According to the proposal for a regulation laying down harmonised rules on artificial intelligence, presented on 21 April 2021 by the European Commission, artificial intelligence (AI) systems refer to:
software that is developed with one or more … techniques and approaches … and can, for a given set of human-defined objectives, generate outputs such as content, predictions, recommendations, or decisions influencing the environments they interact with.
The Commission explains that this definition ‘aims to be as technology neutral and future proof as possible, taking into account the fast technological and market developments related to AI’. To provide the required legal certainty, Annex I contains a detailed list of approaches and techniques for the development of AI to be adapted by the Commission in line with the latest technological developments.
The proposal for a regulation laying down harmonised rules on artificial intelligence constitutes the first legal framework regulating AI in the European Union. It is accompanied by a communication in which the Commission explains its initiative, a review of the 2018 coordinated plan on AI (to be taken forward in conjunction with the Member States) and a proposal for a regulation on machinery products, which is intended to replace the current Machinery Directive.
- European Commission: Proposal for a regulation laying down harmonised rules on artificial intelligence, COM(2021)206 final
- European Commission: Communication on Fostering a European approach to artificial intelligence, COM(2021)205 final
- European Commission: Coordinated plan on artificial intelligence 2021 review, COM(2021)205 final annex (PDF)
- European Commission: Proposal for a regulation on machinery products, COM(2021)202 final
Once they have been passed, these regulations will apply directly in the Member States, without needing to be transposed into national law.
The proposed regulation highlights the fact that some AI systems could pose significant risks to the health and safety or fundamental rights of persons at work and therefore their use needs to be supervised. Annex III lists some of these ‘high-risk’ AI systems, such as:
- AI systems intended to be used for recruitment or selection of natural persons, notably for advertising vacancies, screening or filtering applications, or evaluating candidates in the course of interviews or tests.
- AI systems intended to be used for making decisions on promotion and termination of work-related contractual relationships, for task allocation, and for monitoring and evaluating performance and behaviour of persons in such relationships.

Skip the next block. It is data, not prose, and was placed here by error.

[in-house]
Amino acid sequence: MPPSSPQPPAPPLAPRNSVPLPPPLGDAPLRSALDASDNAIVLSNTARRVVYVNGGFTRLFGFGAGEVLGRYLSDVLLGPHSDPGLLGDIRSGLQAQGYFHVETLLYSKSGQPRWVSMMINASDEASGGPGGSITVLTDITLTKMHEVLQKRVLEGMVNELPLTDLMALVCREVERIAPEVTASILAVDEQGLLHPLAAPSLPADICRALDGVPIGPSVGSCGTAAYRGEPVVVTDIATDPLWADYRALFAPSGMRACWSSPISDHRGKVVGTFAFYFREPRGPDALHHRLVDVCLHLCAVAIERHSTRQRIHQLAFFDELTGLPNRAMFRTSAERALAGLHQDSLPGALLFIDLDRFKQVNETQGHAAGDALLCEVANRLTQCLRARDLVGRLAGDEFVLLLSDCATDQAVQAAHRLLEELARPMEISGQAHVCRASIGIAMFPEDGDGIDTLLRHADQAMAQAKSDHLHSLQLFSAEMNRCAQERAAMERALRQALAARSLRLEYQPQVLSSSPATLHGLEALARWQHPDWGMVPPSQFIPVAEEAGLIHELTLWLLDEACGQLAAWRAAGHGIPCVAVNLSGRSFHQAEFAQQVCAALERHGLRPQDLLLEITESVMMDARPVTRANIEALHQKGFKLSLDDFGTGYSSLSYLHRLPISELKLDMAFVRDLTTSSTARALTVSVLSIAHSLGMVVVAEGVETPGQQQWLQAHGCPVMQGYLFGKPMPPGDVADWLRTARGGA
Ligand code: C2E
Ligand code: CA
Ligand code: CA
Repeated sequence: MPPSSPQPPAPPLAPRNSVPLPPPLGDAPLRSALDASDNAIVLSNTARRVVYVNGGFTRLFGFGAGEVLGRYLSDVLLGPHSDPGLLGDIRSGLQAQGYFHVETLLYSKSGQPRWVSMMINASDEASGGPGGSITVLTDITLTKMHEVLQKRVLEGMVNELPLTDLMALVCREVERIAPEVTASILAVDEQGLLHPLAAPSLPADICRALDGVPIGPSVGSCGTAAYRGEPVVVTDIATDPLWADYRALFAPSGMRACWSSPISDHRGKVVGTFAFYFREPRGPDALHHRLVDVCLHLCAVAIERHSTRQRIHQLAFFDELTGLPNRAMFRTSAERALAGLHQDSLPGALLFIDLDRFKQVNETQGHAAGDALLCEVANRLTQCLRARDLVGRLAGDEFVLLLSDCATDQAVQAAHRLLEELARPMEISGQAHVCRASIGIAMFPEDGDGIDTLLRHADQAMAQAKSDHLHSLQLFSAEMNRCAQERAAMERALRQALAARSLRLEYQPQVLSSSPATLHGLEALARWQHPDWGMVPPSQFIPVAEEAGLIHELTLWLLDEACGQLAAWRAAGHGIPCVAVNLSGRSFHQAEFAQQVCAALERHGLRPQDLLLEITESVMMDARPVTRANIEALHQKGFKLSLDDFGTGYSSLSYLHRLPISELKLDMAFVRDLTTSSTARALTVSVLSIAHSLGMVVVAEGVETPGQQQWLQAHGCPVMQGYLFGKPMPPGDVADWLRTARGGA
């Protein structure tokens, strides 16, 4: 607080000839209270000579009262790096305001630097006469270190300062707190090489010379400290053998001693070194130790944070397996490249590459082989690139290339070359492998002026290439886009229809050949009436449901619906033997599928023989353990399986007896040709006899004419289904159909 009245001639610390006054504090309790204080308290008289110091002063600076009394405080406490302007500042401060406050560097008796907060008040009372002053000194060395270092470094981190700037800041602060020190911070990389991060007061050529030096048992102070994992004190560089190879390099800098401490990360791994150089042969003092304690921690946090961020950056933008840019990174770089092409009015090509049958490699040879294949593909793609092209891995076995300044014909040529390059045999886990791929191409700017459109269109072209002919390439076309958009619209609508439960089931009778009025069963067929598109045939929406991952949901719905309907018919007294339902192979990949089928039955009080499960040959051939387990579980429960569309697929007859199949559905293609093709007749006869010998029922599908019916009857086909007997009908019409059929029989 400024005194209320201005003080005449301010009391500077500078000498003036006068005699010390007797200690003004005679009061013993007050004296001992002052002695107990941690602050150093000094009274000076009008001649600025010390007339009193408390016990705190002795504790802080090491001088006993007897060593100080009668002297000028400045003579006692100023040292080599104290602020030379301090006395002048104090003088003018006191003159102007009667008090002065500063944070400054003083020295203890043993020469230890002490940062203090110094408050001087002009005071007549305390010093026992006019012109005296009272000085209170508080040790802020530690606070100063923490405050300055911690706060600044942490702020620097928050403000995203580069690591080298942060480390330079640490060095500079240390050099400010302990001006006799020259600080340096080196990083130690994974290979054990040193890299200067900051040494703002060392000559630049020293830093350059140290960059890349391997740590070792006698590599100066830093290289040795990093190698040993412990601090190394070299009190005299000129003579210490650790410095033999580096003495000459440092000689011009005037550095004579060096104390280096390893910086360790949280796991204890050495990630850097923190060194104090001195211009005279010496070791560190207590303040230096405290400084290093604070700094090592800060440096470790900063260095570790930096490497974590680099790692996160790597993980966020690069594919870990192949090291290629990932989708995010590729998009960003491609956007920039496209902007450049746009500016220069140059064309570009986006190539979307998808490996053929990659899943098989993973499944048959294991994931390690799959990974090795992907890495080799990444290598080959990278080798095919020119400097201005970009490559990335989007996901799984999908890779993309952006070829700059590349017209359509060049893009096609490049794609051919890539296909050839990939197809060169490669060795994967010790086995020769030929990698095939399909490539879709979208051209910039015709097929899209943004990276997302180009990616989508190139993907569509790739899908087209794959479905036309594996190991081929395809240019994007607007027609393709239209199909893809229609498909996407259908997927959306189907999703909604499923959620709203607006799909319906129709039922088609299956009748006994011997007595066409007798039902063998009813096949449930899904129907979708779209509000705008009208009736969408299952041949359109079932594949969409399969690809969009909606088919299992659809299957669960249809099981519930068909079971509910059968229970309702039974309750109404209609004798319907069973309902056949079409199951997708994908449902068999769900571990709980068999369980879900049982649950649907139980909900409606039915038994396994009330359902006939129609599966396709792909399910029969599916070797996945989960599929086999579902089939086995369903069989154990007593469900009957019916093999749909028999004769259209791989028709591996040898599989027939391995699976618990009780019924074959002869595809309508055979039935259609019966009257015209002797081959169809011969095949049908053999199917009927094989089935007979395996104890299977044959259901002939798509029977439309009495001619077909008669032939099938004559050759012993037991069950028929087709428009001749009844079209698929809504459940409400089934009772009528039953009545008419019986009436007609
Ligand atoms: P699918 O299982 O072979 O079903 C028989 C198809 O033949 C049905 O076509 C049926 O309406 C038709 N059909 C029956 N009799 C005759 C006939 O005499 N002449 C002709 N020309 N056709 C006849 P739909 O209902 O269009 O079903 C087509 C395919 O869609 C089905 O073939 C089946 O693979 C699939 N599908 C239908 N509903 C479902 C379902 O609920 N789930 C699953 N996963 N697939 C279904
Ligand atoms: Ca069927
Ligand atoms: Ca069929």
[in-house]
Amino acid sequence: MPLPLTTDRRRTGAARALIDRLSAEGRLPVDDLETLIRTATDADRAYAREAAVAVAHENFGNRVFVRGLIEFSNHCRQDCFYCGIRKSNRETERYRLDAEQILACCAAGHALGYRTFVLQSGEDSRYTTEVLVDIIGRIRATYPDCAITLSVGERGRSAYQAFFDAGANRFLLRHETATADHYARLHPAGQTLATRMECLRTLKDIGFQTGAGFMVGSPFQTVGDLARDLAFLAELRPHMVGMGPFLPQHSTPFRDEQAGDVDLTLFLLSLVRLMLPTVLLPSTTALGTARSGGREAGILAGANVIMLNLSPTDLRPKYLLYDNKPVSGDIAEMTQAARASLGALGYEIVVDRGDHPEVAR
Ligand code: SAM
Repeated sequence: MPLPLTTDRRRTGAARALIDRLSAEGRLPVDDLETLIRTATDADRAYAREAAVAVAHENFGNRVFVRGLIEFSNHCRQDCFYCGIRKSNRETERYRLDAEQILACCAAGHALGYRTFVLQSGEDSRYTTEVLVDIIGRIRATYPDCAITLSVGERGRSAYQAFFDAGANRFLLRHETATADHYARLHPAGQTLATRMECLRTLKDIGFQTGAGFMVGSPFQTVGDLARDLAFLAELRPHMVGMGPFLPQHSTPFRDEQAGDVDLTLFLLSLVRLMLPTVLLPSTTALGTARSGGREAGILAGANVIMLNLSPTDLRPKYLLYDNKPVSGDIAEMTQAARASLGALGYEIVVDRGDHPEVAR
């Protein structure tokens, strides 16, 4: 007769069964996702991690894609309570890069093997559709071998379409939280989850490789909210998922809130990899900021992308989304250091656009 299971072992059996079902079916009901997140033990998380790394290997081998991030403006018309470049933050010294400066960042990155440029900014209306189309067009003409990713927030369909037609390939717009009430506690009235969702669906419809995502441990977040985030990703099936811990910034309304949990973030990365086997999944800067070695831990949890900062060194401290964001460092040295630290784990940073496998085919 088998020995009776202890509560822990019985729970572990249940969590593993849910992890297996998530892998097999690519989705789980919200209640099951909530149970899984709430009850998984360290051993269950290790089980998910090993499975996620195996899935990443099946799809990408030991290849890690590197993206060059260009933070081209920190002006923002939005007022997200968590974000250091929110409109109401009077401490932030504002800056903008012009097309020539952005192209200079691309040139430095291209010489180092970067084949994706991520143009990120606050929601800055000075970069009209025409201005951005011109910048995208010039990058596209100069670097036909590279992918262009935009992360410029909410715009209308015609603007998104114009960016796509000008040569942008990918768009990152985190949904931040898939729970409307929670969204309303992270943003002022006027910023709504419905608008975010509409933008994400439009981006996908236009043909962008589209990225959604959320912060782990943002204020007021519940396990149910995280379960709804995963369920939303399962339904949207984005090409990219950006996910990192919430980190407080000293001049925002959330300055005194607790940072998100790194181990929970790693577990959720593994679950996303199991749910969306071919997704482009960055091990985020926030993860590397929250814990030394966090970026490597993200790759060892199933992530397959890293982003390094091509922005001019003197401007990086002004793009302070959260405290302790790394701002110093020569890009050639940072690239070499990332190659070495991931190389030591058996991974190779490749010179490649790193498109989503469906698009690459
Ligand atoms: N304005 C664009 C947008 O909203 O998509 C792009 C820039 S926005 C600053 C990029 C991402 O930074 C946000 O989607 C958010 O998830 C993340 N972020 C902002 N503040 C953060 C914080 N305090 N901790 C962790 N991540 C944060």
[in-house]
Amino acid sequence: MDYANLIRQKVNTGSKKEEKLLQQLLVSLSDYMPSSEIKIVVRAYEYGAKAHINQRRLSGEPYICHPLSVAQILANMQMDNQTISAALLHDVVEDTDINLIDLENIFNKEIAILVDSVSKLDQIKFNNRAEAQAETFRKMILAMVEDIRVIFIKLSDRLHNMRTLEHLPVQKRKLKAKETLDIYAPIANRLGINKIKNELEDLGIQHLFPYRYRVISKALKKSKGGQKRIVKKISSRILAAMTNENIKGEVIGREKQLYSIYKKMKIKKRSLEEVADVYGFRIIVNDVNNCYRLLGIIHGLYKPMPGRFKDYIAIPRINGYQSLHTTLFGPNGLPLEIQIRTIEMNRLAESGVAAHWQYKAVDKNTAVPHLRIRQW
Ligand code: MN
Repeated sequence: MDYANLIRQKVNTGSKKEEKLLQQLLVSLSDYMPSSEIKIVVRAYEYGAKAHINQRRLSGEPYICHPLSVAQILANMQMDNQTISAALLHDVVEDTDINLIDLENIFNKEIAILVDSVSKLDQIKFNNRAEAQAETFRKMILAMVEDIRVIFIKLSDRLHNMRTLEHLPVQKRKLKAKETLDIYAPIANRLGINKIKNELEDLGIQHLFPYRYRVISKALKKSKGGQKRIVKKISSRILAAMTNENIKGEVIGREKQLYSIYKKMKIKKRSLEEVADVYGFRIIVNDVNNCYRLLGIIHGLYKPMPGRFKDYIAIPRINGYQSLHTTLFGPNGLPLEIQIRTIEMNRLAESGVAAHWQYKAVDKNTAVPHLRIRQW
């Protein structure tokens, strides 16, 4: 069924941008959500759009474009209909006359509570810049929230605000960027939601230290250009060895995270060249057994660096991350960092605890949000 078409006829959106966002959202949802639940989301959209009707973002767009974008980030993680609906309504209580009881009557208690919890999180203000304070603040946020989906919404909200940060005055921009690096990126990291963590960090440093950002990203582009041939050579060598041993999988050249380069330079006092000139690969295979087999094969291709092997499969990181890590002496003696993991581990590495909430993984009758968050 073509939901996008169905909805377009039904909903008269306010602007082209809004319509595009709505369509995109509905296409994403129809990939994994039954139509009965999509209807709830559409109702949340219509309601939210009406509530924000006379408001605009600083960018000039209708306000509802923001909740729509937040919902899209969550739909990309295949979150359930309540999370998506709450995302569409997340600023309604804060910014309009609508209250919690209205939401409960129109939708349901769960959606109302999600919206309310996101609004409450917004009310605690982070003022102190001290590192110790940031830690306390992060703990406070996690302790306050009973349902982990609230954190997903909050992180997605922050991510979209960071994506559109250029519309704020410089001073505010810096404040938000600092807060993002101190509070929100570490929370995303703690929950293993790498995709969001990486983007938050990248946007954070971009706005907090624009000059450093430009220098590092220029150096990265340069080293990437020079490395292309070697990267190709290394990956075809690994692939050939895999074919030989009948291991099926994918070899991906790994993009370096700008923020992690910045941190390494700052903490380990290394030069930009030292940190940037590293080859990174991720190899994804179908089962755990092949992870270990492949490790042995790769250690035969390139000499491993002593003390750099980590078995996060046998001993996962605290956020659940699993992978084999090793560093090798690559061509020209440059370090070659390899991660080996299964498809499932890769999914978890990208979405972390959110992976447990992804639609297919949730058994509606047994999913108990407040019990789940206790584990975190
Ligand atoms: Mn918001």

- AI systems intended to be used for the purpose of determining access to educational and vocational training or for assessing students in training institutions.
These systems are deemed ‘high risk’ because they could significantly affect the career prospects and future livelihoods of workers. The Commission states that when these systems are ‘improperly designed and used’, they may perpetuate historical patterns of discrimination, for example against women, particular age groups, people with disabilities, or people of certain racial or ethnic origins or sexual orientation. AI systems used to monitor the performance and behaviour of workers may also infringe on their rights to data protection and privacy. The regulation stipulates that the Commission is entitled to amend the list of high-risk AI systems under certain conditions.
The fact that an AI system is classified as high risk gives rise in particular to two obligations to provide users with guarantees. First, these AI systems must be designed and developed in such a way as to ensure that their operation is sufficiently transparent to enable users to interpret the system’s output and use it appropriately (Article 13). Second, they must be designed and developed using appropriate human–machine interface tools, so that they can be effectively overseen by natural persons during the period in which the AI system is in use. Human oversight should aim to prevent or minimise the risks to health, safety or fundamental rights that may emerge when a high-risk AI system is used (Article 14).
These two obligations are intended to establish the conditions whereby which people can trust AI systems classified as high risk. This trust will also be based on the compliance obligation on the AI supplier, which must carry out self-certification of its compliance before placing an AI system on the market or putting it into operation.
On 30 November 2020, the European social partners in the telecommunications sector (the European Telecommunications Network Operators’ Association and UNI Europa) issued a joint declaration on artificial intelligence. It was the first time that sectoral-level European social partners had produced a text devoted to this subject. Their work followed on from the European framework agreement on digitalisation adopted in June 2020. Chapter 3 of that agreement deals with AI and enshrines the ‘human in control principle’ with regard to AI. The social partners in the telecommunications sector emphasise the importance of social dialogue in the design and deployment of AI, especially as regards matters such as data collection and management, ethical AI and the need for workforce reskilling/upskilling in the field of AI.
- European social partners: Framework agreement on digitalisation
- European telecoms social partners: Joint declaration on artificial intelligence
Following the telecommunications sector initiative, the European social partners in the insurance sector adopted a joint declaration on artificial intelligence, on 16 March 2021. According to the signatories, ‘it is important that the social partners engage in social dialogue’ to promote the responsible use of AI.
- European insurance social partners: Joint declaration on artificial intelligence